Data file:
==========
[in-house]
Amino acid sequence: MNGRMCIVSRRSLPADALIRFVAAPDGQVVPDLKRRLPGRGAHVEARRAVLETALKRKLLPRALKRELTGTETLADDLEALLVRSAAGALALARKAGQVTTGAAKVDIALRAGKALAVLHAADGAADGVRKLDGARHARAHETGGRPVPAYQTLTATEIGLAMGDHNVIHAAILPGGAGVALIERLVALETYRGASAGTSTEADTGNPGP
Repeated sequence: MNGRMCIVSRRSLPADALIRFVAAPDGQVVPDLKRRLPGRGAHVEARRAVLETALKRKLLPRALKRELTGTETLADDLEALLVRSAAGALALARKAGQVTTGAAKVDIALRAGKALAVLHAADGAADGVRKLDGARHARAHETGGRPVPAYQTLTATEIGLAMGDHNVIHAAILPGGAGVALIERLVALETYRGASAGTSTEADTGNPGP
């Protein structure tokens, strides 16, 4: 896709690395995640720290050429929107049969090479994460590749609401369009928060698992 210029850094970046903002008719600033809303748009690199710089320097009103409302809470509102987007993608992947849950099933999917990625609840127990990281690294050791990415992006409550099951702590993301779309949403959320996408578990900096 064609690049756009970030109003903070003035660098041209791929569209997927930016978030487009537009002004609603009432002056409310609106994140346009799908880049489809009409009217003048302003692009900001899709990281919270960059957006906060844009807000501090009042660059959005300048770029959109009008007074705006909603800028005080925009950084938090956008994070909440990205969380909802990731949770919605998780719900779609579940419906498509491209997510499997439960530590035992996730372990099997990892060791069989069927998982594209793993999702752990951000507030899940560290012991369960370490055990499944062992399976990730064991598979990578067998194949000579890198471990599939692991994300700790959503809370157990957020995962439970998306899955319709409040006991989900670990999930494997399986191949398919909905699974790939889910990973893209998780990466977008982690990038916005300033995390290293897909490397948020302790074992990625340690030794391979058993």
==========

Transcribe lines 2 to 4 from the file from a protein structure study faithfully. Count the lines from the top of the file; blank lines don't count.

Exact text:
Amino acid sequence: MNGRMCIVSRRSLPADALIRFVAAPDGQVVPDLKRRLPGRGAHVEARRAVLETALKRKLLPRALKRELTGTETLADDLEALLVRSAAGALALARKAGQVTTGAAKVDIALRAGKALAVLHAADGAADGVRKLDGARHARAHETGGRPVPAYQTLTATEIGLAMGDHNVIHAAILPGGAGVALIERLVALETYRGASAGTSTEADTGNPGP
Repeated sequence: MNGRMCIVSRRSLPADALIRFVAAPDGQVVPDLKRRLPGRGAHVEARRAVLETALKRKLLPRALKRELTGTETLADDLEALLVRSAAGALALARKAGQVTTGAAKVDIALRAGKALAVLHAADGAADGVRKLDGARHARAHETGGRPVPAYQTLTATEIGLAMGDHNVIHAAILPGGAGVALIERLVALETYRGASAGTSTEADTGNPGP
């Protein structure tokens, strides 16, 4: 896709690395995640720290050429929107049969090479994460590749609401369009928060698992 210029850094970046903002008719600033809303748009690199710089320097009103409302809470509102987007993608992947849950099933999917990625609840127990990281690294050791990415992006409550099951702590993301779309949403959320996408578990900096 064609690049756009970030109003903070003035660098041209791929569209997927930016978030487009537009002004609603009432002056409310609106994140346009799908880049489809009409009217003048302003692009900001899709990281919270960059957006906060844009807000501090009042660059959005300048770029959109009008007074705006909603800028005080925009950084938090956008994070909440990205969380909802990731949770919605998780719900779609579940419906498509491209997510499997439960530590035992996730372990099997990892060791069989069927998982594209793993999702752990951000507030899940560290012991369960370490055990499944062992399976990730064991598979990578067998194949000579890198471990599939692991994300700790959503809370157990957020995962439970998306899955319709409040006991989900670990999930494997399986191949398919909905699974790939889910990973893209998780990466977008982690990038916005300033995390290293897909490397948020302790074992990625340690030794391979058993």